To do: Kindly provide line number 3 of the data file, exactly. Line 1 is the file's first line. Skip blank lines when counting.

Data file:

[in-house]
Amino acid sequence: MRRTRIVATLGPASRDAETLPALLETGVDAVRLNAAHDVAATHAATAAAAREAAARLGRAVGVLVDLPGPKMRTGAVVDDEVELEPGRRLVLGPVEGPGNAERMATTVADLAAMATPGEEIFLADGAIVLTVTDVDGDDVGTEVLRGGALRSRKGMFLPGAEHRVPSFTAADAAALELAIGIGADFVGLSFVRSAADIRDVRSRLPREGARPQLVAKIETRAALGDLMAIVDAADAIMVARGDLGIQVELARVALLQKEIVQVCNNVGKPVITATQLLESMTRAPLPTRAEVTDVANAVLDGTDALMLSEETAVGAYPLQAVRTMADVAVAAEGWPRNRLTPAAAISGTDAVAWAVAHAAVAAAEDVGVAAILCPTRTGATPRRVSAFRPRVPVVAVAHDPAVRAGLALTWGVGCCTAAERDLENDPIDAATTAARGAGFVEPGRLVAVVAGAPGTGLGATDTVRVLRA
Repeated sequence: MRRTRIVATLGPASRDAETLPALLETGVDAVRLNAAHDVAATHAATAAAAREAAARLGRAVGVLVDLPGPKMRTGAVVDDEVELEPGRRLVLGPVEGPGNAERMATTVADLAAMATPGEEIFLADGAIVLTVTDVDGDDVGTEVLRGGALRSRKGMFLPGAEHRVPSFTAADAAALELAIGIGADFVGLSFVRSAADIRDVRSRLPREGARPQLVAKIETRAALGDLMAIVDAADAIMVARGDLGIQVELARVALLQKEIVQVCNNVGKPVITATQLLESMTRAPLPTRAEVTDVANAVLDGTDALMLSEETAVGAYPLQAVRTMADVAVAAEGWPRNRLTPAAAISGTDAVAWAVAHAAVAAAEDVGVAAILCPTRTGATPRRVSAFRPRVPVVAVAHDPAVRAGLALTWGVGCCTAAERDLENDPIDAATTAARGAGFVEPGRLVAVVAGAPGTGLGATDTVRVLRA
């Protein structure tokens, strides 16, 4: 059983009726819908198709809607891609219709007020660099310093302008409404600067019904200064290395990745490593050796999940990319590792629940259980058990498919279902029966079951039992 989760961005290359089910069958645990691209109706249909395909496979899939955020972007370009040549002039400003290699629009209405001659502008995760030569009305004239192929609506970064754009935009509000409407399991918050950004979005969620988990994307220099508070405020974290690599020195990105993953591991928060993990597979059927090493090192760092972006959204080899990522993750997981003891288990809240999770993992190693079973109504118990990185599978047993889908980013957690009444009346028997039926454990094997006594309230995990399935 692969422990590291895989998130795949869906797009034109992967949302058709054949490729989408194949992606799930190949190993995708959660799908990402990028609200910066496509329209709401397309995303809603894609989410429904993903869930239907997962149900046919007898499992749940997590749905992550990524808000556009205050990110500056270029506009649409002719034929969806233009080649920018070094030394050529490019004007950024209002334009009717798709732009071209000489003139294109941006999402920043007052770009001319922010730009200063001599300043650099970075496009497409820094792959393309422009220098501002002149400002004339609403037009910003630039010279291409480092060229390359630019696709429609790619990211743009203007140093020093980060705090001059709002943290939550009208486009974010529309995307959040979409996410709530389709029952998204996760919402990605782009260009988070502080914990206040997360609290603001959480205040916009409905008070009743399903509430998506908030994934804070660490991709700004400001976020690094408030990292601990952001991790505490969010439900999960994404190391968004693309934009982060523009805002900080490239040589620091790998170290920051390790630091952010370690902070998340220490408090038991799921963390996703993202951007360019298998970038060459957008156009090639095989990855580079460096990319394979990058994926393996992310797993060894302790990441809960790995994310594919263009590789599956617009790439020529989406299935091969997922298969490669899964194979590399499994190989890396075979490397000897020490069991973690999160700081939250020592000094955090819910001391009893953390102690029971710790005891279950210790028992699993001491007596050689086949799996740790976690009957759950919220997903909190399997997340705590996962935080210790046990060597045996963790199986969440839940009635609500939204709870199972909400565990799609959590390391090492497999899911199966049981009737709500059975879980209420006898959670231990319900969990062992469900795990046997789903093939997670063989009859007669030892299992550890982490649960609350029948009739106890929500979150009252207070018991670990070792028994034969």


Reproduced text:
Repeated sequence: MRRTRIVATLGPASRDAETLPALLETGVDAVRLNAAHDVAATHAATAAAAREAAARLGRAVGVLVDLPGPKMRTGAVVDDEVELEPGRRLVLGPVEGPGNAERMATTVADLAAMATPGEEIFLADGAIVLTVTDVDGDDVGTEVLRGGALRSRKGMFLPGAEHRVPSFTAADAAALELAIGIGADFVGLSFVRSAADIRDVRSRLPREGARPQLVAKIETRAALGDLMAIVDAADAIMVARGDLGIQVELARVALLQKEIVQVCNNVGKPVITATQLLESMTRAPLPTRAEVTDVANAVLDGTDALMLSEETAVGAYPLQAVRTMADVAVAAEGWPRNRLTPAAAISGTDAVAWAVAHAAVAAAEDVGVAAILCPTRTGATPRRVSAFRPRVPVVAVAHDPAVRAGLALTWGVGCCTAAERDLENDPIDAATTAARGAGFVEPGRLVAVVAGAPGTGLGATDTVRVLRA